The power of perilous negotiations

Mary Ann Hunter

Late summer in Brisbane. It’s a shock to be asked to leave the cool cavern of the Powerhouse foyer to face the mid-afternoon sun. The expanse of river blunts the blow, but as I venture out with other ticket-holders to Altered States, I’m anxious we might be in for a dose of al fresco youth theatre.

Thankfully we re-enter via a fire exit. Another sensory adjustment—this time far more promising. The gritty backstage of the Visy Theatre is awash with movement. A map of terra nullius flashes unevenly on the bare brick wall. A phone operator welcomes a Brisbane Transport enquiry. A sail billows as we float among the words and images of first settlement folly and contemporary city life.

Altered States was a collaboration between Brisbane’s Backbone Youth Arts and Sydney’s PACT Youth Theatre that aimed to investigate notions of identity emerging from a sense of place, in this case Brisbane and Sydney. Originally conceptualised by former company directors, Caitlin Newton-Broad (PACT) and Lana Gishkariany (Backbone), it was brought to fruition by a team of over 20 writers, performers, and new media artists directed by PACT’s Regina Heilmann and Backbone’s Brendan Ross. It was an ambitious task that must have had its fair share of long distance difficulties. One can only wonder at the kind of intensity wrought in the final 2 weeks of the process when the teams met in Brisbane; a period described in the program as “a perilous negotiation between each team’s ideas, processes and material, with the intent of gradually rubbing up, intruding and merging with each other.” Whatever they did, it worked. Altered States was an exhilarating exploration of 2 cities and the restlessness that they and their histories invoke.

Having moved through the initial sense-scape, we took our seats for the rest of the performance, played out in mostly alternating scenes: Sydney/Brisbane, Brisbane/Sydney. The predictability of the format was avoided by intelligently integrated video (Sam James) and sound (Gail Priest and Lawrence English), key collaborative segments, and the energy of partly improvised scenes. The jovial banter among the cast gave an open and confident feel to the performance, which featured some great writing, particularly from the Sydney mob.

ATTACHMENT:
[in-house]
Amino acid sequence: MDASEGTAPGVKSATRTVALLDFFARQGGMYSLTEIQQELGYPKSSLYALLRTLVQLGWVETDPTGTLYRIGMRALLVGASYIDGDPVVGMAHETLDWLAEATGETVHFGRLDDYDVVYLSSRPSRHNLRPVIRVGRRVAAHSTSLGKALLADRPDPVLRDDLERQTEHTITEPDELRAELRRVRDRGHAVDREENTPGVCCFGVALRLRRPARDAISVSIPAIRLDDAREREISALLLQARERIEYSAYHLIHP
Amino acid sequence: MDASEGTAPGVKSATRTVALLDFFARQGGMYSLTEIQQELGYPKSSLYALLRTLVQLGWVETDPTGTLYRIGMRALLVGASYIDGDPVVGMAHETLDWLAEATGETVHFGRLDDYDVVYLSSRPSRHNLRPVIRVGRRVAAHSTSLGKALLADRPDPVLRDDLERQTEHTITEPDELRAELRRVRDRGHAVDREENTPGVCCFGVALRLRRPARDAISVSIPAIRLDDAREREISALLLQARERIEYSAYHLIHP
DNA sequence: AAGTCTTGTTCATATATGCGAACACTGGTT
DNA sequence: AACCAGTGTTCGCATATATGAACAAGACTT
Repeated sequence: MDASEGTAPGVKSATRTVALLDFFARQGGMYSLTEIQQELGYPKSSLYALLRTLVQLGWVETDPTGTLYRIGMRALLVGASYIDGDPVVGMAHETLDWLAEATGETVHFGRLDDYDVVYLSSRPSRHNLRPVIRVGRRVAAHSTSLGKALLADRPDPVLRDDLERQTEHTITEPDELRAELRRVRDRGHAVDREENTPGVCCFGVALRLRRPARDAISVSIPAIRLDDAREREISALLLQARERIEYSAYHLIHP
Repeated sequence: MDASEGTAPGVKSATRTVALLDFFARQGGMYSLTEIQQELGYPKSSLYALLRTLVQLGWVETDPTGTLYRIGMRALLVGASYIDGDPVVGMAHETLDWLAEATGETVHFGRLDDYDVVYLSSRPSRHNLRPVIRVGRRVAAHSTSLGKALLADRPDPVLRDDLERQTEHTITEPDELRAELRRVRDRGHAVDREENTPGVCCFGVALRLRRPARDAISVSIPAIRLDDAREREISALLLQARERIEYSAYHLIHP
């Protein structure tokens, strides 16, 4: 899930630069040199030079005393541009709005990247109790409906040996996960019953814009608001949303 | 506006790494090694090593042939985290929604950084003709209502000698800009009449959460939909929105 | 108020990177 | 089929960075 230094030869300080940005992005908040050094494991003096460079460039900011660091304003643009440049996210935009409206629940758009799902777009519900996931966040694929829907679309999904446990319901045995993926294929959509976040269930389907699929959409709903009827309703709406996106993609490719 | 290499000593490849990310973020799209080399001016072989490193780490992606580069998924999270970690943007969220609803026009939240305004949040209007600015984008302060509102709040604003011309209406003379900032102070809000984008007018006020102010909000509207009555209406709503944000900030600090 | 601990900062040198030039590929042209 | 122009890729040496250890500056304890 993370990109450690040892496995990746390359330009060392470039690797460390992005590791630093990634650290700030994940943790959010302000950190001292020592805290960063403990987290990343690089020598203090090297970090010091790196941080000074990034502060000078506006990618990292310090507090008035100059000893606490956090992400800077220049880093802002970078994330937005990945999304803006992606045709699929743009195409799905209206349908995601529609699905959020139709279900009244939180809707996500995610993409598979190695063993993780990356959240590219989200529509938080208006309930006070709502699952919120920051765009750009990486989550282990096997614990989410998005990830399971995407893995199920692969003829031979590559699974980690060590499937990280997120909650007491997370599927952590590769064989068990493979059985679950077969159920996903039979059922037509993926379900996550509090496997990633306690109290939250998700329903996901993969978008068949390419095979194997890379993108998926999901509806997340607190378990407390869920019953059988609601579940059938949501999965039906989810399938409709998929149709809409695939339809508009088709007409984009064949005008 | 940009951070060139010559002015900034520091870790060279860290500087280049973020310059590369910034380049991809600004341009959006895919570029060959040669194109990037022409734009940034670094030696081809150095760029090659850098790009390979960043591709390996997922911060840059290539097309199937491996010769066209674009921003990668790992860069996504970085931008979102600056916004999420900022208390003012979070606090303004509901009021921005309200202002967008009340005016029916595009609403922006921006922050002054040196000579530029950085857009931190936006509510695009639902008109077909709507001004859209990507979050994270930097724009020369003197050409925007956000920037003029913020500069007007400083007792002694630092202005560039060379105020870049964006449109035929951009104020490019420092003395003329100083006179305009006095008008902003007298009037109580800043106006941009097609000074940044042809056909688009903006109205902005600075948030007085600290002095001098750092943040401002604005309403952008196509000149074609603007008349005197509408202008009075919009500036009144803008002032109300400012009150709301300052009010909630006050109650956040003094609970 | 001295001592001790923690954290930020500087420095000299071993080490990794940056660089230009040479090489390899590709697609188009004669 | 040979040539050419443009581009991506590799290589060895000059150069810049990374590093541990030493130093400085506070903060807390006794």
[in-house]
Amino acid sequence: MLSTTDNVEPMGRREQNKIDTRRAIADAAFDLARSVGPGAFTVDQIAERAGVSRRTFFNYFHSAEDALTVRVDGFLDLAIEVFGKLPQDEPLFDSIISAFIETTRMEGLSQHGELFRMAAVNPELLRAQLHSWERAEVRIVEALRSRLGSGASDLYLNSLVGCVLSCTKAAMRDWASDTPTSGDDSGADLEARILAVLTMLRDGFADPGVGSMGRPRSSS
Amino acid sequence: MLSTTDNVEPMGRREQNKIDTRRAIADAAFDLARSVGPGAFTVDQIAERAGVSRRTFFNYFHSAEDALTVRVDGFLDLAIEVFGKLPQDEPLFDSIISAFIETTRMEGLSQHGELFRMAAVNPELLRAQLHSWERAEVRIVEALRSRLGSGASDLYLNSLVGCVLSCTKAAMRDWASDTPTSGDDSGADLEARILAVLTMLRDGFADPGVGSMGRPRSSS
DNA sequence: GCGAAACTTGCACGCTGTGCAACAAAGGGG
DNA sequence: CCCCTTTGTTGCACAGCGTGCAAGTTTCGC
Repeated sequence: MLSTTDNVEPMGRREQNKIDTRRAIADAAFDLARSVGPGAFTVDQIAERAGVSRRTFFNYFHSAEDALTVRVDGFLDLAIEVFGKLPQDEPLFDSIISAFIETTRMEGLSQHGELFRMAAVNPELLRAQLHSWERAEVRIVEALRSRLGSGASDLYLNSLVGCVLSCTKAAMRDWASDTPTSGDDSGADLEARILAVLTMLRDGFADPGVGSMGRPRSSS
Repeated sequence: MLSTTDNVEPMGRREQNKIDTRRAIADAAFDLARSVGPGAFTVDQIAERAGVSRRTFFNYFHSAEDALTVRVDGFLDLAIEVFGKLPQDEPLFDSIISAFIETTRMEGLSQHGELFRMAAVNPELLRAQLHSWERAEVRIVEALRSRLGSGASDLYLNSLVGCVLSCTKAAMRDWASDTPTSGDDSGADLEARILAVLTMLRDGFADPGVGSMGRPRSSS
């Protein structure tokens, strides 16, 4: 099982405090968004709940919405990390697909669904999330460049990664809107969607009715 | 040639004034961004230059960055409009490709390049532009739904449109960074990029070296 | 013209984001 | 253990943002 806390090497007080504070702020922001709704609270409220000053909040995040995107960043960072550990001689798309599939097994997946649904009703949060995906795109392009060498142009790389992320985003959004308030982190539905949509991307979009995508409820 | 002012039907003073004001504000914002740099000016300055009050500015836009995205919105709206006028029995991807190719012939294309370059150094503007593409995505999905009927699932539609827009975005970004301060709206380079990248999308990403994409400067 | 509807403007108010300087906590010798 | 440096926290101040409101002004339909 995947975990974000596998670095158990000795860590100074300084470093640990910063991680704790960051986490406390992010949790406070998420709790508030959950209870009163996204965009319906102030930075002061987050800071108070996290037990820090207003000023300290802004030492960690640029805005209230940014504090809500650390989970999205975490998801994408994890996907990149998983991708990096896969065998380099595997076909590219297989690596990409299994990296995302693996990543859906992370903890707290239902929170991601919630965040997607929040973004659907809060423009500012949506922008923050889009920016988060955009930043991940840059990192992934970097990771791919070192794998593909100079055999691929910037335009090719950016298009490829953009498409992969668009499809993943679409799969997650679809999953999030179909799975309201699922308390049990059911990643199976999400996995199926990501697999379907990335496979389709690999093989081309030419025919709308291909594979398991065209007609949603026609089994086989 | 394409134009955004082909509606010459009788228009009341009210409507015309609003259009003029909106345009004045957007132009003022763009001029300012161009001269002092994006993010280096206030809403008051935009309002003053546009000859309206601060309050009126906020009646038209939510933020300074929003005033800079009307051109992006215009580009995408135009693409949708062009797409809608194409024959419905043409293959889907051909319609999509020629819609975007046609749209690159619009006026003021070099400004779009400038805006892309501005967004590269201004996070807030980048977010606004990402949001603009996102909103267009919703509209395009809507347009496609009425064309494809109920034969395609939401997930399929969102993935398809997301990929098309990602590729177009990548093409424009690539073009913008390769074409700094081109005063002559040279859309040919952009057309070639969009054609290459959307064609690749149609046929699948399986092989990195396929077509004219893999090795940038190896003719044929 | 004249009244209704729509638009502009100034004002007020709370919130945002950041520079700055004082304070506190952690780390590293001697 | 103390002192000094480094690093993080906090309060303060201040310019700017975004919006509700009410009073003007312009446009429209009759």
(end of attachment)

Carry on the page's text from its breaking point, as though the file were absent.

The take on Sydney was sexy, sinful, and grimy. It opened with the bawdy Polly Lee who “came to tea, had some whisky up her sleeve.” This established the tone of the Sydney trajectory and demonstrated the impressive ensemble capabilities of PACT. They persuasively gave form to the city as “a woman wearing too many petticoats”, moving effortlessly between its star-spangled marketing, pre-dawn underbelly and congenial absurdities (where did that human fly come from?). These vignettes segued into ruminations on national character and identity, while the group scenes about metropolitan life delivered some treasured lines: “Exhausted exhausts create sunsets immaculate/shall I speed up your thighs into the nitty gritty of you, dirty city?”

Quite a contrast, then, to languid Brisbane stories marked by the paradox of hot coffee and humidity. Apart from the pre-show trek outdoors, Brisbane was introduced by its “planned hipness”: all blue sky, palms and phallic office buildings. Puncturing the touristic fantasy were the fabulous jests of sliding off chairs, slipping out of focus, melting into stupor…until the inevitable Munchian “FUUUUUUCK.” So Brisbane. Then came the thunderstorm and, for the lucky audience, the watermelon. Slurping in our seats, all was again good with the world. While the Northerners’ writing was not quite as developed, the evocation of urban tropicality was cleverly nuanced and self-reflexive. Bodies were infused with the city’s summertime rhythms and the physicality of the work was strong.

An integral link was the shared desire for altered states and constant movement. An inevitable consequence of being young? Or standard issue for contemporary urban living on Australia’s eastern seaboard? On many levels, the Backbone/PACT performance was insightful, sophisticated and fun. Here’s to more “perilous negotiations” of this type.

Altered States devised, written and performed by members of Backbone Youth Arts and PACT Youth Theatre, directors Brendan Ross, Regina Heilmann, video Sam James, sound Gail Priest, Lawrence English, original concept Caitlin Newton-Broad & Lana Gishkariany, Visy Theatre, Brisbane Powerhouse, Mar 7-11

RealTime issue #55 June-July 2003 pg. 45

© Mary Ann Hunter; for permission to reproduce apply to realtime@realtimearts.net

1 June 2003
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